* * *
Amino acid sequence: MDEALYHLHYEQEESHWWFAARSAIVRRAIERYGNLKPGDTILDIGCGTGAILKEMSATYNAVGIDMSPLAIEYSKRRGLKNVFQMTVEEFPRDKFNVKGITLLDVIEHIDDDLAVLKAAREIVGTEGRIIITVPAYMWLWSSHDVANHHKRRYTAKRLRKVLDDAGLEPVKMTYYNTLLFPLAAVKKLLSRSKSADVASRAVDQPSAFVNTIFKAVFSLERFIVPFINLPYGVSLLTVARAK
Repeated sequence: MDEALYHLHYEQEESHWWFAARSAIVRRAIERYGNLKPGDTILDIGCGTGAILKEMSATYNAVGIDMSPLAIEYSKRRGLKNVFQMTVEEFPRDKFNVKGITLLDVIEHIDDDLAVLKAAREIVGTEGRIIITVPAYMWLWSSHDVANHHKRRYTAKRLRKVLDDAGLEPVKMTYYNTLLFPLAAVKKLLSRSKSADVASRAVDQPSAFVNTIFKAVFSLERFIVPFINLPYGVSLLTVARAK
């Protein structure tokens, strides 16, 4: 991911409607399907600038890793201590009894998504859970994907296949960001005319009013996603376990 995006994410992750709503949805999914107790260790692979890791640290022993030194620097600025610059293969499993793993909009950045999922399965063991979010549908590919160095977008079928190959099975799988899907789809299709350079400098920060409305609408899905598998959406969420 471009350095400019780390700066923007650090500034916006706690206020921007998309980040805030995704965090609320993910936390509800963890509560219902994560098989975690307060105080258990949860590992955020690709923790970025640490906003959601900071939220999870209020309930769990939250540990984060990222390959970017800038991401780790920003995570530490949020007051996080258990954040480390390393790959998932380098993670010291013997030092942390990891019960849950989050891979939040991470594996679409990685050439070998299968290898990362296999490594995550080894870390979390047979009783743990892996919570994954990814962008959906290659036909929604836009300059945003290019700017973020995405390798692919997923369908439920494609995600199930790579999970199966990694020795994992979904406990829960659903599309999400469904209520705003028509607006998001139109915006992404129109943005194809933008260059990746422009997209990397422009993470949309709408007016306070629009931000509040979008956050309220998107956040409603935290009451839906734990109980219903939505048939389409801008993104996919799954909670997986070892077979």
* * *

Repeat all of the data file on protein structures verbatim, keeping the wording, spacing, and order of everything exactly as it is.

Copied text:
Amino acid sequence: MDEALYHLHYEQEESHWWFAARSAIVRRAIERYGNLKPGDTILDIGCGTGAILKEMSATYNAVGIDMSPLAIEYSKRRGLKNVFQMTVEEFPRDKFNVKGITLLDVIEHIDDDLAVLKAAREIVGTEGRIIITVPAYMWLWSSHDVANHHKRRYTAKRLRKVLDDAGLEPVKMTYYNTLLFPLAAVKKLLSRSKSADVASRAVDQPSAFVNTIFKAVFSLERFIVPFINLPYGVSLLTVARAK
Repeated sequence: MDEALYHLHYEQEESHWWFAARSAIVRRAIERYGNLKPGDTILDIGCGTGAILKEMSATYNAVGIDMSPLAIEYSKRRGLKNVFQMTVEEFPRDKFNVKGITLLDVIEHIDDDLAVLKAAREIVGTEGRIIITVPAYMWLWSSHDVANHHKRRYTAKRLRKVLDDAGLEPVKMTYYNTLLFPLAAVKKLLSRSKSADVASRAVDQPSAFVNTIFKAVFSLERFIVPFINLPYGVSLLTVARAK
């Protein structure tokens, strides 16, 4: 991911409607399907600038890793201590009894998504859970994907296949960001005319009013996603376990 995006994410992750709503949805999914107790260790692979890791640290022993030194620097600025610059293969499993793993909009950045999922399965063991979010549908590919160095977008079928190959099975799988899907789809299709350079400098920060409305609408899905598998959406969420 471009350095400019780390700066923007650090500034916006706690206020921007998309980040805030995704965090609320993910936390509800963890509560219902994560098989975690307060105080258990949860590992955020690709923790970025640490906003959601900071939220999870209020309930769990939250540990984060990222390959970017800038991401780790920003995570530490949020007051996080258990954040480390390393790959998932380098993670010291013997030092942390990891019960849950989050891979939040991470594996679409990685050439070998299968290898990362296999490594995550080894870390979390047979009783743990892996919570994954990814962008959906290659036909929604836009300059945003290019700017973020995405390798692919997923369908439920494609995600199930790579999970199966990694020795994992979904406990829960659903599309999400469904209520705003028509607006998001139109915006992404129109943005194809933008260059990746422009997209990397422009993470949309709408007016306070629009931000509040979008956050309220998107956040409603935290009451839906734990109980219903939505048939389409801008993104996919799954909670997986070892077979």